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The Pamphlet Collection of Sir Robert Stout: Volume 48

Service For The Festival Of Humanity

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Service For The Festival Of Humanity.

The Invocation.

A Prayer.

Great Power, whom we here acknowledge as the Highest, Humanity, whose children and servants we are; from whom we derive everything, and to whom we are bound to render everything; may we all seek to know thee better that we may love and serve thee better; and to this end may our affections become more pure, true, and deep, our thought larger and more vigorous, our action firmer and more energetic, that so, according to our measure, in our generation, we may hasten the time when thou shalt, visibly to all, take to thee thy great power and reign; when all kindreds and nations, all the members of the human family now so torn by discord, shall, by the power of the unity of thy Past, place themselves under thy guidance, the living under the government of the dead, and bound together by mutual understanding and affection, each take their due part in the work of human advancement, in peaceful union moving forwards through the coming ages to a more and more perfect state, to thy glory and the common welfare of the countless page 6 generations of men and man's dependents who shall in succession possess this thy beautiful Planet, the Earth, which is thy home.

In communion with thee, in communion with thy Past, and with thy Future, may we keep this great aim ever in our sight, to strengthen and ennoble our whole life and work.—Amen.

Holy and Glorious Humanity, on this thy High Day, at the beginning of a new year, we are met in praise, in prayer, in thanksgiving, to celebrate thy coming, in the fulness of time, for the visible perfecting of thy as yet unseen work.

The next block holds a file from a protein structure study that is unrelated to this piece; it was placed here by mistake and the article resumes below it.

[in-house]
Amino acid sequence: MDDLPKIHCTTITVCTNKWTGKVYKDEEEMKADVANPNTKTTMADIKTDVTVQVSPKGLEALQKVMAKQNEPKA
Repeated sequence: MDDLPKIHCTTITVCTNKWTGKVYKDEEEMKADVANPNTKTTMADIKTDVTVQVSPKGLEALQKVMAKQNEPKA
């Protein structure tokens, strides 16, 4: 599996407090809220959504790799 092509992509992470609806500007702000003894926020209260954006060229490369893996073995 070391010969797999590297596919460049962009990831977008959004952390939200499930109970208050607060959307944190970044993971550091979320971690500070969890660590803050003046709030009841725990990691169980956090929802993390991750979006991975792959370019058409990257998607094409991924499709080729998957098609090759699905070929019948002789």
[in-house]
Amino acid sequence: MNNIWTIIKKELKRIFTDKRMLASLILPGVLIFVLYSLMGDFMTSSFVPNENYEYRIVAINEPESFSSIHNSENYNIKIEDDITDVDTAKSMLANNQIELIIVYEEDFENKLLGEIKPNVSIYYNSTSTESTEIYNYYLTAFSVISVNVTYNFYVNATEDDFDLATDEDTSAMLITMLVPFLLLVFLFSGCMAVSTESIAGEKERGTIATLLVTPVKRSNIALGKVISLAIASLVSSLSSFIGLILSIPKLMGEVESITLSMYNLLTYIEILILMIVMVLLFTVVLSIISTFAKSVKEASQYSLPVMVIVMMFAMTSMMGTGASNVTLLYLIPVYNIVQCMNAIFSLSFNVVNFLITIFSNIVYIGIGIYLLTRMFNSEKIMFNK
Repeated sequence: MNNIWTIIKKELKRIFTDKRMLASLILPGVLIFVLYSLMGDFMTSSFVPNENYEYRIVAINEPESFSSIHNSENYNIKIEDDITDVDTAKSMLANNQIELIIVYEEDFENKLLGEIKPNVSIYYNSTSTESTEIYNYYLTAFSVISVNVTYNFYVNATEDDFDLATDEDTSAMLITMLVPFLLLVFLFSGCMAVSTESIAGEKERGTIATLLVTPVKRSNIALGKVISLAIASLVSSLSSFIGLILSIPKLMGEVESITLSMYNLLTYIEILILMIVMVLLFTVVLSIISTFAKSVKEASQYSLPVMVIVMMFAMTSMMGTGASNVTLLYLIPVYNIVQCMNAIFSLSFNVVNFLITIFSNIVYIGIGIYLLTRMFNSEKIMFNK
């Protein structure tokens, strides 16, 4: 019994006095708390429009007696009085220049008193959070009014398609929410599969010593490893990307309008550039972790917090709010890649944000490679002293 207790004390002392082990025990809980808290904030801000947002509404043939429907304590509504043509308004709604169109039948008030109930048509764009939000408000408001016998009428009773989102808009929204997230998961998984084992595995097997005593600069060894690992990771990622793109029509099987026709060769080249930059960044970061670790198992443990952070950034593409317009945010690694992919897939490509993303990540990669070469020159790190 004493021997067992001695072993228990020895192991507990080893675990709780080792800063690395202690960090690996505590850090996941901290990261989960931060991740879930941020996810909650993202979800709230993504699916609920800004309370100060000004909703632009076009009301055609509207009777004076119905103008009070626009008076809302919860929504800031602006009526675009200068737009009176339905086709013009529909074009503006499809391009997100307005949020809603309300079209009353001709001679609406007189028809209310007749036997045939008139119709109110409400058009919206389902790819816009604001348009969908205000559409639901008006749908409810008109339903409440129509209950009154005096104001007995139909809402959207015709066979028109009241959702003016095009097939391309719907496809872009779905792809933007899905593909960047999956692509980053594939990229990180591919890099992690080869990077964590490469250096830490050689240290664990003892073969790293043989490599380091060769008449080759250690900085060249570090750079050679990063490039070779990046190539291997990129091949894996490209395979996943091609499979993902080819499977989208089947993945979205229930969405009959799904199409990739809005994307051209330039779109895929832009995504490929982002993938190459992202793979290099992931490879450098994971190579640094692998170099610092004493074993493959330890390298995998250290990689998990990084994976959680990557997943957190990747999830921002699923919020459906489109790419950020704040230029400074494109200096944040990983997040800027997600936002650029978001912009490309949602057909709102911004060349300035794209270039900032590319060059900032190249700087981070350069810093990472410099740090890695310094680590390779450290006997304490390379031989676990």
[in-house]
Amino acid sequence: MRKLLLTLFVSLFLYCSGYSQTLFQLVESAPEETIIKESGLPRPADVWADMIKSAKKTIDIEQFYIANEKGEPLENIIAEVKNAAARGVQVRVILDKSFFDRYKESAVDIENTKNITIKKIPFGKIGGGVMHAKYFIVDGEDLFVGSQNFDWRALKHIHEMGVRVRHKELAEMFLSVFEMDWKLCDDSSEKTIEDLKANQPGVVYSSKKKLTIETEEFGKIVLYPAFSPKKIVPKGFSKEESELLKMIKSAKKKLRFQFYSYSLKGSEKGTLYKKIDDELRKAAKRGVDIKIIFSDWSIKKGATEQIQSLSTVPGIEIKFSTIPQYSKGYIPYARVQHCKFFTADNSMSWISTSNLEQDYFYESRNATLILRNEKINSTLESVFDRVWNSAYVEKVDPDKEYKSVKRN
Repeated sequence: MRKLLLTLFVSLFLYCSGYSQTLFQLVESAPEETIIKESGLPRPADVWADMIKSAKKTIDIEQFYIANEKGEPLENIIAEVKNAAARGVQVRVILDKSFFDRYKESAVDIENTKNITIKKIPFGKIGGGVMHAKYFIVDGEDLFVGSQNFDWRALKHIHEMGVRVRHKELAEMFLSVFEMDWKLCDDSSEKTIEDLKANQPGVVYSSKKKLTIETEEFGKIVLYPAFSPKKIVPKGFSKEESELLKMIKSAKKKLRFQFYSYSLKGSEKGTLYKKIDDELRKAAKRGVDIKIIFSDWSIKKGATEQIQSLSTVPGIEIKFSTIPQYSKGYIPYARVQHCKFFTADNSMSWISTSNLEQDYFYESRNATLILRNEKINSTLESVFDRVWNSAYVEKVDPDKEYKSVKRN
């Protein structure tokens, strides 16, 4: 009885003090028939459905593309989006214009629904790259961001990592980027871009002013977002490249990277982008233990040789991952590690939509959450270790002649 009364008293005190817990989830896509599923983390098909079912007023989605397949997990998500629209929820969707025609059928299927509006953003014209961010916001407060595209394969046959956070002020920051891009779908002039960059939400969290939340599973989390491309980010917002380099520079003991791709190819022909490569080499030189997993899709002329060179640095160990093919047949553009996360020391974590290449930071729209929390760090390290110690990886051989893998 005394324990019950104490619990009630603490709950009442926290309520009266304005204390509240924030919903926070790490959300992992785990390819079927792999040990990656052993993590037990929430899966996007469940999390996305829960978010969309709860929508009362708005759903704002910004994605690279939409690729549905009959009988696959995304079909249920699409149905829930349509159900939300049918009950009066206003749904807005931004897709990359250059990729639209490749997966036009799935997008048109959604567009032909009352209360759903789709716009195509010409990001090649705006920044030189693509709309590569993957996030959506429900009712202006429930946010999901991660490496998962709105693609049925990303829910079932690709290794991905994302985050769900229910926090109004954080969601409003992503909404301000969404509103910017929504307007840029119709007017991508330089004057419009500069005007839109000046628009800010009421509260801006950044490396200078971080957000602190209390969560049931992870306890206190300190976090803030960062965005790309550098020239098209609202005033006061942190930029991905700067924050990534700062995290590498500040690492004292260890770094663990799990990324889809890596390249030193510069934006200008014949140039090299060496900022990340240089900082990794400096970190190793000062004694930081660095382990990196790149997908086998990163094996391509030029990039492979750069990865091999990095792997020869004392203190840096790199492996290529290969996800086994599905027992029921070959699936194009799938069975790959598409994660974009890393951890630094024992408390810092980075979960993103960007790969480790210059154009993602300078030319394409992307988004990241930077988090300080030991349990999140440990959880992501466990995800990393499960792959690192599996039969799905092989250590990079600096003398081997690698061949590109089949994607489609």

Priest. We bow before thee in thankfulness;

People. AS children of thy Past.

Priest. We adore thee in hope;

People. AS thy ministers and stewards for the Future.

Priest. We would commune with thee humbly in prayer;

People. As thy servants in the Present.

All. May our worship, as our lives, grow more and more worthy of thy great name.

The Sermon.

A passage from some poet, most frequently from one of the poets in the Positivist Library.

Concluding Prayer.

Praising thee, Holy Humanity, as is most meet, for all the blessings which thy past has accumulated for us; for the rich treasures of knowledge, beauty, and wisdom which it has handed down; for its long roll of great exemplars, our cloud of witnesses, which ministers comfort, support, and guidance in our need; lastly, as we are here more especially bound to do, for the full liberty to speak and act which page 7 we enjoy; we pray that we may not be found unworthy of such benefits, but that, day by day, in all humility and singleness of purpose, with all boldness, and yet tenderness for others, we may magnify thee, and attain for ourselves, and help others to attain, the great blessings which only communion with thee can give: Union, Unity, Continuity.—Amen.

The Faith of Humanity, the Hope of Humanity, the Love of Humanity, bring you comfort and teach you sympathy, give you peace in yourselves, and peace with others now and for ever.—Amen.

Note.—We read the Imitation of Christ by Thomas a Kempis, so strongly recommended by our founder, as the most universally received manual of devotion and of a holy life; but it may be wise here, in order to avoid ambiguity or any doubt as to our use of it, to say that, in using it, we substitute Humanity for God; the social type for the personal type of Jesus; our own inward growth in goodness for outward reward; the innate benevolent instincts for grace; our selfish instincts for nature. So used, its lessons of devotion and humility, of intimate communion with the type we adore, of unceasing moral culture, of self-denying service, of the service not of ourselves but of others, are not the less available because they are clothed in the language of an older faith, and sanctioned by the experience of many generations of faithful and devout men.